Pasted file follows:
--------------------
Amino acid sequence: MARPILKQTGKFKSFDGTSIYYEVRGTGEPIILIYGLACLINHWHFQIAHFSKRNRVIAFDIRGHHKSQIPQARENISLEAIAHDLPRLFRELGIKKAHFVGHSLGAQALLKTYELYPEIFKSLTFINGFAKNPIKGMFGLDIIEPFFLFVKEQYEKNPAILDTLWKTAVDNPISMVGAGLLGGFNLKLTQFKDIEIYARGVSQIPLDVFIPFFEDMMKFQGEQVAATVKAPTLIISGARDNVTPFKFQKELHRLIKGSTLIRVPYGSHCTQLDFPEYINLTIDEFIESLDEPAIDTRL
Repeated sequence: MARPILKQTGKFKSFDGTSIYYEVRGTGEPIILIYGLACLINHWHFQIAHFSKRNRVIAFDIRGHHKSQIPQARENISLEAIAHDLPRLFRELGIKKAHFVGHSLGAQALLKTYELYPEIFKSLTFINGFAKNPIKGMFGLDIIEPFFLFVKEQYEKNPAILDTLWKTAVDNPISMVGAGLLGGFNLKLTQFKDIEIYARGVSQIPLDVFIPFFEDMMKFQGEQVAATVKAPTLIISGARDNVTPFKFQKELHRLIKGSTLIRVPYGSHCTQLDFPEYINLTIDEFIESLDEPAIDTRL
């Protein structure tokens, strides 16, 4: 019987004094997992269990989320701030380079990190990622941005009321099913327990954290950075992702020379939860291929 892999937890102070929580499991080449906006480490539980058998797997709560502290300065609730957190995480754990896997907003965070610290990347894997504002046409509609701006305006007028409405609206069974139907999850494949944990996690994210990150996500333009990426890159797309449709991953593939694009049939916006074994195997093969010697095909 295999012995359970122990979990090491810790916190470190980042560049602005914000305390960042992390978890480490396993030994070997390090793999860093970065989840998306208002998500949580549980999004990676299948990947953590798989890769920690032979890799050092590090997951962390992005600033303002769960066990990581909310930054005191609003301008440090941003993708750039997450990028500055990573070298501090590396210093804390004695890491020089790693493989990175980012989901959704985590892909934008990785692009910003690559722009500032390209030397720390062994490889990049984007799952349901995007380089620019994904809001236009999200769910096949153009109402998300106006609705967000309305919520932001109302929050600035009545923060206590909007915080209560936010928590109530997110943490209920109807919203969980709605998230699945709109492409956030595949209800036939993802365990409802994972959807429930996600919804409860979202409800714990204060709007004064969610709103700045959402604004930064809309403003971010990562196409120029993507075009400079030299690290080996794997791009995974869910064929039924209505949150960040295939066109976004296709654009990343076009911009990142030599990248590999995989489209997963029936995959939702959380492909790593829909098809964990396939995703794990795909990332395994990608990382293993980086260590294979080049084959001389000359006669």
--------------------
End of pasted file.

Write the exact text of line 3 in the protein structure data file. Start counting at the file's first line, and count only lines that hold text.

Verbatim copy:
């Protein structure tokens, strides 16, 4: 019987004094997992269990989320701030380079990190990622941005009321099913327990954290950075992702020379939860291929 892999937890102070929580499991080449906006480490539980058998797997709560502290300065609730957190995480754990896997907003965070610290990347894997504002046409509609701006305006007028409405609206069974139907999850494949944990996690994210990150996500333009990426890159797309449709991953593939694009049939916006074994195997093969010697095909 295999012995359970122990979990090491810790916190470190980042560049602005914000305390960042992390978890480490396993030994070997390090793999860093970065989840998306208002998500949580549980999004990676299948990947953590798989890769920690032979890799050092590090997951962390992005600033303002769960066990990581909310930054005191609003301008440090941003993708750039997450990028500055990573070298501090590396210093804390004695890491020089790693493989990175980012989901959704985590892909934008990785692009910003690559722009500032390209030397720390062994490889990049984007799952349901995007380089620019994904809001236009999200769910096949153009109402998300106006609705967000309305919520932001109302929050600035009545923060206590909007915080209560936010928590109530997110943490209920109807919203969980709605998230699945709109492409956030595949209800036939993802365990409802994972959807429930996600919804409860979202409800714990204060709007004064969610709103700045959402604004930064809309403003971010990562196409120029993507075009400079030299690290080996794997791009995974869910064929039924209505949150960040295939066109976004296709654009990343076009911009990142030599990248590999995989489209997963029936995959939702959380492909790593829909098809964990396939995703794990795909990332395994990608990382293993980086260590294979080049084959001389000359006669």